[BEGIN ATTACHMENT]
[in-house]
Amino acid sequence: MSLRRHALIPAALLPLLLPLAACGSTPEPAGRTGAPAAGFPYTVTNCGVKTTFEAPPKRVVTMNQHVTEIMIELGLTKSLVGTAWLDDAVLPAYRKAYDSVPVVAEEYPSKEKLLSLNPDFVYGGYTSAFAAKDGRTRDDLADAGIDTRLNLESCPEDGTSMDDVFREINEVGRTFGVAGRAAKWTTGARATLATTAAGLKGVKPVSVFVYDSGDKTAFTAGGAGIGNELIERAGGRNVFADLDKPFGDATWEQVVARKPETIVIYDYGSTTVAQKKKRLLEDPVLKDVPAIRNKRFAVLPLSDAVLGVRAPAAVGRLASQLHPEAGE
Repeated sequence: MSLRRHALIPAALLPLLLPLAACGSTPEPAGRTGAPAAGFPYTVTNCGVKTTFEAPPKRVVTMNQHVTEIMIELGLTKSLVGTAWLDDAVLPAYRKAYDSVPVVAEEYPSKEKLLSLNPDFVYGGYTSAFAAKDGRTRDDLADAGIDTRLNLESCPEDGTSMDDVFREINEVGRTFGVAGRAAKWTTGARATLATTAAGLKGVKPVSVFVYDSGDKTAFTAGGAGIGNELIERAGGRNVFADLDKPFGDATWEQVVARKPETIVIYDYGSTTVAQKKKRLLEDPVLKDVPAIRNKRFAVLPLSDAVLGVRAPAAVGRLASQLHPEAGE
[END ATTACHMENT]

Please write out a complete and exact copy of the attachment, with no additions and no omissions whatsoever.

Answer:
[in-house]
Amino acid sequence: MSLRRHALIPAALLPLLLPLAACGSTPEPAGRTGAPAAGFPYTVTNCGVKTTFEAPPKRVVTMNQHVTEIMIELGLTKSLVGTAWLDDAVLPAYRKAYDSVPVVAEEYPSKEKLLSLNPDFVYGGYTSAFAAKDGRTRDDLADAGIDTRLNLESCPEDGTSMDDVFREINEVGRTFGVAGRAAKWTTGARATLATTAAGLKGVKPVSVFVYDSGDKTAFTAGGAGIGNELIERAGGRNVFADLDKPFGDATWEQVVARKPETIVIYDYGSTTVAQKKKRLLEDPVLKDVPAIRNKRFAVLPLSDAVLGVRAPAAVGRLASQLHPEAGE
Repeated sequence: MSLRRHALIPAALLPLLLPLAACGSTPEPAGRTGAPAAGFPYTVTNCGVKTTFEAPPKRVVTMNQHVTEIMIELGLTKSLVGTAWLDDAVLPAYRKAYDSVPVVAEEYPSKEKLLSLNPDFVYGGYTSAFAAKDGRTRDDLADAGIDTRLNLESCPEDGTSMDDVFREINEVGRTFGVAGRAAKWTTGARATLATTAAGLKGVKPVSVFVYDSGDKTAFTAGGAGIGNELIERAGGRNVFADLDKPFGDATWEQVVARKPETIVIYDYGSTTVAQKKKRLLEDPVLKDVPAIRNKRFAVLPLSDAVLGVRAPAAVGRLASQLHPEAGE